Simulating future value in intertemporal choice
Montague, P. Read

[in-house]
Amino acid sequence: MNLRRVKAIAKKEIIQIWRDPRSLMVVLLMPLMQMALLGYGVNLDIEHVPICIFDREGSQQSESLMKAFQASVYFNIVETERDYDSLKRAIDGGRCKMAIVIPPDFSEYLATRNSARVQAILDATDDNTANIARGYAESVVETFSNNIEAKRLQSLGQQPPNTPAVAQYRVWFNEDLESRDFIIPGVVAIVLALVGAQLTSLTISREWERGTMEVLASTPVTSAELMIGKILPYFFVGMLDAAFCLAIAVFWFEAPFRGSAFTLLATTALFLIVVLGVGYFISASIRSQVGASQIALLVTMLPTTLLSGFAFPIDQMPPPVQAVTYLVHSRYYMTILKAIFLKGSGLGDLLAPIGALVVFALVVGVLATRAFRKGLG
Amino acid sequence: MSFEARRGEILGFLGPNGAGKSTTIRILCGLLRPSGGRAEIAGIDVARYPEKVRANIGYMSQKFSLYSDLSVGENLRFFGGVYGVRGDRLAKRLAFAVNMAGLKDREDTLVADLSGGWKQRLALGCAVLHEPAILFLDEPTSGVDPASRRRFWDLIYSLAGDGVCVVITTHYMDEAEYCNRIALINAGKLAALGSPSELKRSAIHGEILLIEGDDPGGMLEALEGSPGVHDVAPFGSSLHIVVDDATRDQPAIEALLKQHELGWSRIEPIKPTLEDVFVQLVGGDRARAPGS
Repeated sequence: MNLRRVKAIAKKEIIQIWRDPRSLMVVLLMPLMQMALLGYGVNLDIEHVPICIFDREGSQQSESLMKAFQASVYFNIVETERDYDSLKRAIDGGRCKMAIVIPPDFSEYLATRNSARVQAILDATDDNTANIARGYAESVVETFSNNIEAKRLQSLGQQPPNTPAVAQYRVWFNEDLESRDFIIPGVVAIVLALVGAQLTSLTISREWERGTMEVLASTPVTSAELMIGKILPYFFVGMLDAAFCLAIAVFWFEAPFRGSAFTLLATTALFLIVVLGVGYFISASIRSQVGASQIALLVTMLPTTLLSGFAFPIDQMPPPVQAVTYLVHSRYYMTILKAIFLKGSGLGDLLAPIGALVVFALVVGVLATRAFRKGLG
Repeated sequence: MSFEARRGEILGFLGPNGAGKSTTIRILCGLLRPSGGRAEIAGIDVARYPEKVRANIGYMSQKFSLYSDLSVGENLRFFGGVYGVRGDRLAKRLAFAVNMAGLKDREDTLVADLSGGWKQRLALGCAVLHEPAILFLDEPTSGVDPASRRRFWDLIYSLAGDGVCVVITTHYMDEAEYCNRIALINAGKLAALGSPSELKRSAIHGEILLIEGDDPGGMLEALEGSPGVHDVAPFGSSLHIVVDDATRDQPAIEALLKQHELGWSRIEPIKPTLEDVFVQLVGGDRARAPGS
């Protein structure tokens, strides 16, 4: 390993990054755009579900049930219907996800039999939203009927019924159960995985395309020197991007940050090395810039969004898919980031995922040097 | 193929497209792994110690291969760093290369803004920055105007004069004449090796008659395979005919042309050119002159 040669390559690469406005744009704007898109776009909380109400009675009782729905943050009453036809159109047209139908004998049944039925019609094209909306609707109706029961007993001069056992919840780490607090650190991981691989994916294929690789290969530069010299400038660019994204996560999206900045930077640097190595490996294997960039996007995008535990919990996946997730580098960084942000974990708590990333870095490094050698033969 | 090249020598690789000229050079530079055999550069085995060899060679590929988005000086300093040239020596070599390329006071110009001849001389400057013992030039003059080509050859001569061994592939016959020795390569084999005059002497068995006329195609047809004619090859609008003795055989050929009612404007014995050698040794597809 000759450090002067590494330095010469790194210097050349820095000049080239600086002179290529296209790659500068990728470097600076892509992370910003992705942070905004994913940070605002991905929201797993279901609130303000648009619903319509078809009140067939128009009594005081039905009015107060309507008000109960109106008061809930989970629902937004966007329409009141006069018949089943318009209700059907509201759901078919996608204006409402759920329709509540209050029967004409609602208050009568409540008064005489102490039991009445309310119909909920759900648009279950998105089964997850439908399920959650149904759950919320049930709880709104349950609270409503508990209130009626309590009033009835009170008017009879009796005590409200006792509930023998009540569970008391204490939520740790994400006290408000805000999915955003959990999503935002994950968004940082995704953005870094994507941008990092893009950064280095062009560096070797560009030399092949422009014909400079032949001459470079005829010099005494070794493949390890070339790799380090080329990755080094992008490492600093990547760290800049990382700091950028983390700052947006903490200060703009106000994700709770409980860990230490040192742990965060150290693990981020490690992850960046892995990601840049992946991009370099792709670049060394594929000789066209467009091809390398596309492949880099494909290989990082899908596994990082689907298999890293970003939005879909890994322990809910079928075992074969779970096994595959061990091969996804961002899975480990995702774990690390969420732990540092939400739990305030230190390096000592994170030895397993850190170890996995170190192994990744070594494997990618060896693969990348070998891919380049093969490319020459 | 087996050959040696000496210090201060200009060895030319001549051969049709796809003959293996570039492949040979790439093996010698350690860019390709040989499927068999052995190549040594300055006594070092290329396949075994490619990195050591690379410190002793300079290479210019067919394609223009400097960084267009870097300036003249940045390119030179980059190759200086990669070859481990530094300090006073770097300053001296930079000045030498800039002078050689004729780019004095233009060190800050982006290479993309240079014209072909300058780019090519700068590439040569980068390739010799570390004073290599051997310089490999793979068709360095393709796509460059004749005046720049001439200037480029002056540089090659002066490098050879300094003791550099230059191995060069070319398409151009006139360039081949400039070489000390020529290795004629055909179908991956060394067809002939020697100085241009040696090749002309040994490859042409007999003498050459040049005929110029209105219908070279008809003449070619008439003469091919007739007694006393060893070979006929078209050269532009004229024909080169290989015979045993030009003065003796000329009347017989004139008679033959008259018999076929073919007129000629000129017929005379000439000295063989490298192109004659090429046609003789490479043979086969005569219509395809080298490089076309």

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The laboratory study of how humans and other animals trade-off value and time has a long and storied history, and is the subject of a vast literature. However, despite a long history of study, there is no agreed upon mechanistic explanation of how intertemporal choice preferences arise. Several theorists have recently proposed model-based reinforcement learning as a candidate framework. This framework describes a suite of algorithms by which a model of the environment, in the form of a state transition function and reward function, can be converted on-line into a decision. The state transition function allows the model-based system to make decisions based on projected future states, while the reward function assigns value to each state, together capturing the necessary components for successful intertemporal choice. Empirical work has also pointed to a possible relationship between increased prospection and reduced discounting. In the current paper, we look for direct evidence of a relationship between temporal discounting and model-based control in a large new data set (n = 168). However, testing the relationship under several different modeling formulations revealed no indication that the two quantities are related.